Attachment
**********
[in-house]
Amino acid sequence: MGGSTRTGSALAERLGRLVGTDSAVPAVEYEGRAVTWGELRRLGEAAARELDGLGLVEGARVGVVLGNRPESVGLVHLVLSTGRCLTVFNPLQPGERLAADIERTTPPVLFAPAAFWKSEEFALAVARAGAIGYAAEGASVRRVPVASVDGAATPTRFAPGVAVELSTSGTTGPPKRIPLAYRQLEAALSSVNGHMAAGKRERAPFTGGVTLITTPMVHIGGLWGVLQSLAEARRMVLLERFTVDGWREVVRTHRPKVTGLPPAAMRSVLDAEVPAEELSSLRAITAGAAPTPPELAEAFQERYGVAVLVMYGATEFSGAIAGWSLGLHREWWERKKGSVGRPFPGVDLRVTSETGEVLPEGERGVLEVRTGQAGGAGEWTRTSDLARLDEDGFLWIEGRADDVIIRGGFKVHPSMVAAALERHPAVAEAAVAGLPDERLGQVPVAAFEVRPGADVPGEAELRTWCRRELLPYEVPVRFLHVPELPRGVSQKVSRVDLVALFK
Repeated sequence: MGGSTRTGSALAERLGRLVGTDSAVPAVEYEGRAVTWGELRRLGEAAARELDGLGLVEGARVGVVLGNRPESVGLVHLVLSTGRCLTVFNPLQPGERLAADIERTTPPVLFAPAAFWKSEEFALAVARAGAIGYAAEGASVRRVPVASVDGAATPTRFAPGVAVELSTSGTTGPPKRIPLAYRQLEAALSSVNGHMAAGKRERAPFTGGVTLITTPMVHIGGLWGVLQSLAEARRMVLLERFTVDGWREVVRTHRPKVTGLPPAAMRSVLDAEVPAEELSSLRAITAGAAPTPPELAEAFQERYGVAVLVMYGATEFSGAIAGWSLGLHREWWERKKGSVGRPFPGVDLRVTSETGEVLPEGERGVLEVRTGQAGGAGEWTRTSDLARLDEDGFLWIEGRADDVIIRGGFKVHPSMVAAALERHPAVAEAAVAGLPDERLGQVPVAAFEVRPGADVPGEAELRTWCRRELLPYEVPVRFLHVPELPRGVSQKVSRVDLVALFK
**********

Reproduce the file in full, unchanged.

[in-house]
Amino acid sequence: MGGSTRTGSALAERLGRLVGTDSAVPAVEYEGRAVTWGELRRLGEAAARELDGLGLVEGARVGVVLGNRPESVGLVHLVLSTGRCLTVFNPLQPGERLAADIERTTPPVLFAPAAFWKSEEFALAVARAGAIGYAAEGASVRRVPVASVDGAATPTRFAPGVAVELSTSGTTGPPKRIPLAYRQLEAALSSVNGHMAAGKRERAPFTGGVTLITTPMVHIGGLWGVLQSLAEARRMVLLERFTVDGWREVVRTHRPKVTGLPPAAMRSVLDAEVPAEELSSLRAITAGAAPTPPELAEAFQERYGVAVLVMYGATEFSGAIAGWSLGLHREWWERKKGSVGRPFPGVDLRVTSETGEVLPEGERGVLEVRTGQAGGAGEWTRTSDLARLDEDGFLWIEGRADDVIIRGGFKVHPSMVAAALERHPAVAEAAVAGLPDERLGQVPVAAFEVRPGADVPGEAELRTWCRRELLPYEVPVRFLHVPELPRGVSQKVSRVDLVALFK
Repeated sequence: MGGSTRTGSALAERLGRLVGTDSAVPAVEYEGRAVTWGELRRLGEAAARELDGLGLVEGARVGVVLGNRPESVGLVHLVLSTGRCLTVFNPLQPGERLAADIERTTPPVLFAPAAFWKSEEFALAVARAGAIGYAAEGASVRRVPVASVDGAATPTRFAPGVAVELSTSGTTGPPKRIPLAYRQLEAALSSVNGHMAAGKRERAPFTGGVTLITTPMVHIGGLWGVLQSLAEARRMVLLERFTVDGWREVVRTHRPKVTGLPPAAMRSVLDAEVPAEELSSLRAITAGAAPTPPELAEAFQERYGVAVLVMYGATEFSGAIAGWSLGLHREWWERKKGSVGRPFPGVDLRVTSETGEVLPEGERGVLEVRTGQAGGAGEWTRTSDLARLDEDGFLWIEGRADDVIIRGGFKVHPSMVAAALERHPAVAEAAVAGLPDERLGQVPVAAFEVRPGADVPGEAELRTWCRRELLPYEVPVRFLHVPELPRGVSQKVSRVDLVALFK